FedEx has blamed Christmas gift delays on excessive online shopping, officials declaring that this year an unprecedented volume of goods had to be delivered.
Previously, on December 24, representatives of the shipping company had warned that unfavorable weather conditions could result in certain parcels not arriving in a timely fashion, ahead of Christmas.
Indeed, as explained by Satish Jindel, president of ShipMatrix, which tracks delivery performance across major shipping companies, FedEx had to deal with tornadoes, storms and flooding wreaking havoc in the South, Midwest and Southwest.
In addition, the courier business also had its operations perturbed by excessive rainfall, affecting the Northeast. For instance, in the states serviced by the Newark FedEx Express airhub, the company’s timeliness was severely affected, having been estimated by ShipMatrix at less than 80%.
More recently however, company representatives have stated that the reason for the delays wasn’t inclement weather, but a record-high number of online orders, received at the very last minute.
In the announcement made public on Monday, the spokesperson didn’t actually detail the reasons why FedEx was so overwhelmed by this spike in consumer demand.
It is true that few people have made purchases at the beginning of December, leading to a surge of orders near the middle of the month, which may have delighted retailers but caused shipping companies to work at full capacity.
Even so, a large number of e-commerce transactions as Christmas was getting near seems like an incongruous explanation for the difficulties experienced by FedEx, considering the fact that the popular courier firm has a large fleet of jets, as well as countless delivery trucks and several distribution centers and processing plants.
The human resources department even added thousands of seasonal employees on the payroll throughout the holidays.
In fact, since officials chose not to put their employees at risk by sending out aircraft and other vehicles when weather conditions were severe, they were forced to bring some of the staff to work right on Christmas day, in order to process the never-ending pile of parcels.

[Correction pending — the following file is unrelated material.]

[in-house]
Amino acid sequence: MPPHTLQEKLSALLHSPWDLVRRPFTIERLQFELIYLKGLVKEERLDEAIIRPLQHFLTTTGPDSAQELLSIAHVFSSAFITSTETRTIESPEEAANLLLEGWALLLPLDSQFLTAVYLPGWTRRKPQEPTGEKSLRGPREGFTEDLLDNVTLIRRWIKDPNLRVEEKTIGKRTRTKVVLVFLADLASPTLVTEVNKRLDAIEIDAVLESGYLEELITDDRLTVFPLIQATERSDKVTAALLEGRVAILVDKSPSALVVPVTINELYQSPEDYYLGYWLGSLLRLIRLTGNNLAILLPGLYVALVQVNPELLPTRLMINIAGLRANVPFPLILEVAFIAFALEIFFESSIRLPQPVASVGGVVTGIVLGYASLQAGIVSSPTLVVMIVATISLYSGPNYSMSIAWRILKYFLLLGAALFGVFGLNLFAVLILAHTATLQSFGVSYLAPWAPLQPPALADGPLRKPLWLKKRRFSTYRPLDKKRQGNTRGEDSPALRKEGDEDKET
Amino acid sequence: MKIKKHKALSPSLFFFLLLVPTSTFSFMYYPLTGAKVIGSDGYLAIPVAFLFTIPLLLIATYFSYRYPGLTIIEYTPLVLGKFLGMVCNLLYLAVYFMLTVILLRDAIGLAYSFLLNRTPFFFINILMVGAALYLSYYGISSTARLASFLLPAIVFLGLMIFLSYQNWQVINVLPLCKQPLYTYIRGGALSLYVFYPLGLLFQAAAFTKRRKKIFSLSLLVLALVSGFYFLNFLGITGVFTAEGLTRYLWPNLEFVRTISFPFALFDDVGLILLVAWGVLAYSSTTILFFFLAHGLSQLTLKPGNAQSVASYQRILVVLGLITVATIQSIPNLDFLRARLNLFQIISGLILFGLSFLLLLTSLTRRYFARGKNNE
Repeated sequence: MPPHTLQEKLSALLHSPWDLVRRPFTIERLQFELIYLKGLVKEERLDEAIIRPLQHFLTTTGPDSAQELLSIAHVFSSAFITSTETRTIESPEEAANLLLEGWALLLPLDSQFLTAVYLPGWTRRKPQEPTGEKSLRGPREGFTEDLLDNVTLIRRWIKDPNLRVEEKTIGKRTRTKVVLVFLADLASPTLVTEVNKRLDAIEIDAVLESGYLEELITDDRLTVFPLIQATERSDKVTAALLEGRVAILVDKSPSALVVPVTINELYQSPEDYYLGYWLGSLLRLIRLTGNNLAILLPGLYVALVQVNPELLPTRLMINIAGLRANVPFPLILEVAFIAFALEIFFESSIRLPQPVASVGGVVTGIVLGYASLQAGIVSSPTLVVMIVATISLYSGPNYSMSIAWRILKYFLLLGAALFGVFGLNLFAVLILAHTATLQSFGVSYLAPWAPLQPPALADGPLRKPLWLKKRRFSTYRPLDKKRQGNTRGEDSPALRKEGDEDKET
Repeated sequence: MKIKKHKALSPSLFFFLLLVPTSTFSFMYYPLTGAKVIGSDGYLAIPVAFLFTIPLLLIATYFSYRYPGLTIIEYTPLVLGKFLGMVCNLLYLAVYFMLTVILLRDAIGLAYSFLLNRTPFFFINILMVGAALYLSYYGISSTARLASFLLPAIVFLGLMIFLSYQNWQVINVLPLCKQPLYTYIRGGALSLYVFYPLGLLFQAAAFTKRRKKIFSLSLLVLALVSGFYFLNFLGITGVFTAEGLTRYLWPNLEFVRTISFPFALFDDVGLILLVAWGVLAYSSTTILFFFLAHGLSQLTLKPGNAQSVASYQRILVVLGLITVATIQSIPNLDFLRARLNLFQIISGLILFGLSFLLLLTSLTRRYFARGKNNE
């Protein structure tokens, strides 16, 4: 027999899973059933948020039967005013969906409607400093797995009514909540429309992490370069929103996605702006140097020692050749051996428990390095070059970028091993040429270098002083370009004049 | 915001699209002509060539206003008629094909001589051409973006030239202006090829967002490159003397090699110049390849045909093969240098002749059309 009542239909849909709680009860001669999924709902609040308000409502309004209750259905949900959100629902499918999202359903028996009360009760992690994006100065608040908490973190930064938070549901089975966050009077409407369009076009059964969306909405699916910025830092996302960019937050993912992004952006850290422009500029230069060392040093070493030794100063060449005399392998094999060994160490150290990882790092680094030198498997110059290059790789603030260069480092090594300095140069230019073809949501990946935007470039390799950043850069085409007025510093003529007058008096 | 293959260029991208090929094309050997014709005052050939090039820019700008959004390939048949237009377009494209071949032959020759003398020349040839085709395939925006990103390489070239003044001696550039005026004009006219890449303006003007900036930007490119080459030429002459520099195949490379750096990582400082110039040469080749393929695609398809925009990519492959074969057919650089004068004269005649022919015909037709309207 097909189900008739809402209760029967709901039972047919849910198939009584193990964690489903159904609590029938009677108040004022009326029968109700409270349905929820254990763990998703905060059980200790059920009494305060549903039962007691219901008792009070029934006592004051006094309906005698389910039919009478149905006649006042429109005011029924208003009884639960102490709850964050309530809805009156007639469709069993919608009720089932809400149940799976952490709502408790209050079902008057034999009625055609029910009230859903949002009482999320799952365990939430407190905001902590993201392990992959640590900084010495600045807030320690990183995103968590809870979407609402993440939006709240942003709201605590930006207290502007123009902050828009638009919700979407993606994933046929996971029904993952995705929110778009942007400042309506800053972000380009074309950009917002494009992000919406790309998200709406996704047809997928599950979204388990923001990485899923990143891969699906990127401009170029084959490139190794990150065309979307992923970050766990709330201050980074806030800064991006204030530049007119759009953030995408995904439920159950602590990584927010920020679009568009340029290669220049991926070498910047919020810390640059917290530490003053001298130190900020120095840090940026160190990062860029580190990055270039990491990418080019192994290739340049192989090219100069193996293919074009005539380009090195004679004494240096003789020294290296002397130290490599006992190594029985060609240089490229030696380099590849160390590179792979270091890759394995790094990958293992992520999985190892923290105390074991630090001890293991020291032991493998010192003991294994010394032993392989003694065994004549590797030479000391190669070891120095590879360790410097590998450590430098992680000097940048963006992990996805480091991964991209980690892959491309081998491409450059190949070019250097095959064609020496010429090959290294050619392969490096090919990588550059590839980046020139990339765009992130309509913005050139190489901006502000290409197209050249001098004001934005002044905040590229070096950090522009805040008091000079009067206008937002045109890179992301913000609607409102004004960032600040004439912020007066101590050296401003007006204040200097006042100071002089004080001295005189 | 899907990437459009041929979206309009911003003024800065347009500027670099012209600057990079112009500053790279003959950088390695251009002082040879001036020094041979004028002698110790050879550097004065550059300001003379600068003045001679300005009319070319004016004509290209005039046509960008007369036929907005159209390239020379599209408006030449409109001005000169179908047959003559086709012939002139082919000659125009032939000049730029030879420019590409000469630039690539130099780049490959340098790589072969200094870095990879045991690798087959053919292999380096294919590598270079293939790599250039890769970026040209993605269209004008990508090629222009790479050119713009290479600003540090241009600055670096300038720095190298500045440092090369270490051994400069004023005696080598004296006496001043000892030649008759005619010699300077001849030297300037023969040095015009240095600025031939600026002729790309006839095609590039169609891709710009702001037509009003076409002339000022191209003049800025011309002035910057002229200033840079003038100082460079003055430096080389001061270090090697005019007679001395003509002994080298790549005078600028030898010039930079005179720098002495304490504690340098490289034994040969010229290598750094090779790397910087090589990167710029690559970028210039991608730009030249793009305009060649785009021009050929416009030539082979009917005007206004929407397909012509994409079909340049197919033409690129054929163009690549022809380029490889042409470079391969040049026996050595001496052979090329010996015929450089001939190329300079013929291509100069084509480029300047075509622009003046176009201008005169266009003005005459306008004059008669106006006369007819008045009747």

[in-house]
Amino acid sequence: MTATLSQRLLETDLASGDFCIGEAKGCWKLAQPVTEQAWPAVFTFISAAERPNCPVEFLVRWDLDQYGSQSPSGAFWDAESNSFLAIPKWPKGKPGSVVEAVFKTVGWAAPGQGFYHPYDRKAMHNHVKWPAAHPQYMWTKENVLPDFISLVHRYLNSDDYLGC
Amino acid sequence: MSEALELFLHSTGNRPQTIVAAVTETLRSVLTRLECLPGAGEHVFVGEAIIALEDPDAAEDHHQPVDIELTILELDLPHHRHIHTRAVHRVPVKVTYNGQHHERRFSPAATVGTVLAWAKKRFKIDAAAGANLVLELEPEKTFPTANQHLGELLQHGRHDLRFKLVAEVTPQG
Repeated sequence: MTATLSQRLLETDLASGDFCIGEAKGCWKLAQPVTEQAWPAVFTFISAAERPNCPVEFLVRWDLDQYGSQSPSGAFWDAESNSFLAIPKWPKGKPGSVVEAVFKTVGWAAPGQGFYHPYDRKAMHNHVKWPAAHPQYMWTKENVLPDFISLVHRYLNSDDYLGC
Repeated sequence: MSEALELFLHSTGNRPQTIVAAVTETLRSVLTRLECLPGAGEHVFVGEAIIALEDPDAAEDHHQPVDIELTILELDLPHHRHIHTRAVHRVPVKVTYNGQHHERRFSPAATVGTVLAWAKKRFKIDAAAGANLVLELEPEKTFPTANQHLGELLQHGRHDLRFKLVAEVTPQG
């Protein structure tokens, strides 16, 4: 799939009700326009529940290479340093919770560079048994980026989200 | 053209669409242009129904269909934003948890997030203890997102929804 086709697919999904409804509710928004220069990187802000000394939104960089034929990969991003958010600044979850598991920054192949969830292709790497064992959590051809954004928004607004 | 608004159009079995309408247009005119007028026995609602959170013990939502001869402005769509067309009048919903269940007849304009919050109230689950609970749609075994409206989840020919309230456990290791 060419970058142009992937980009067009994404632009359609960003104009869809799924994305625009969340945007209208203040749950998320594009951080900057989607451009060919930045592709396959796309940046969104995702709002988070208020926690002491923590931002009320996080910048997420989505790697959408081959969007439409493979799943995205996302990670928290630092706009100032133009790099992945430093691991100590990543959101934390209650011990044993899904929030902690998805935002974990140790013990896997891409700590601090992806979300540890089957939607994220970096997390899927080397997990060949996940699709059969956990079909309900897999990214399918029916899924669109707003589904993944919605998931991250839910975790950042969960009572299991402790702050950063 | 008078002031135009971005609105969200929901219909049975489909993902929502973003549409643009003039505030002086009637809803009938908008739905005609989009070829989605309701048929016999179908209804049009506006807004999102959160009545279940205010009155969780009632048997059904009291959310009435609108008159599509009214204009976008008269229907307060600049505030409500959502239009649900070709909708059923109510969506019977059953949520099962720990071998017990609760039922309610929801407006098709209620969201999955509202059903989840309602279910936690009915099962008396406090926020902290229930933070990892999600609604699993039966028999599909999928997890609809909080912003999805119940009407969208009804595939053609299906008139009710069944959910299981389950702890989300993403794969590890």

Also, the Express section, which provides more urgent deliveries (overnight or same-day) and other specialized services, was fully operational on Saturday, December 26, so as to help process all the delayed items, alongside the customary parcel flow.
On the other hand, several shipping methods didn’t function as planned, one such example being the Smart Post service.
This conveniently priced delivery mode involves having the sender’s package carried by FedEx across most of the trip, except for the last leg of the journey, when the parcel is picked up by the U.S. Postal Service, and later shipped to the intended recipient.
Despite the fact that many clients have expressed dissatisfaction with this type of system, given that Smart Post is less steeply priced and doesn’t offer the same guarantees as regular FedEx delivery options there’s not much left to do except grin and bear it, or switch to quicker, but costlier shipping.
Meanwhile, United Parcel Service (UPS) was much more successful in dealing with the record-breaking number of packages.
Company representative Glenn Zaccara has announced that couriers managed to successfully deliver everything, right before Christmas, leaving no room for delays or unhappy clients.
According to David Huckeba, logistics consultant at Intelligent Audit, since UPS had to deal with the same large volume of parcels and with the same hazardous weather, this suggests that the company’s level of preparedness and careful planning was superior to the one displayed by FedEx.
It’s likely that following its heavily publicized failure of shipping Christmas gifts on time back in 2013, UPS took measures so as not to repeat that blunder yet again, which explains why one of the rivals fared so well, while the other took a stumble.
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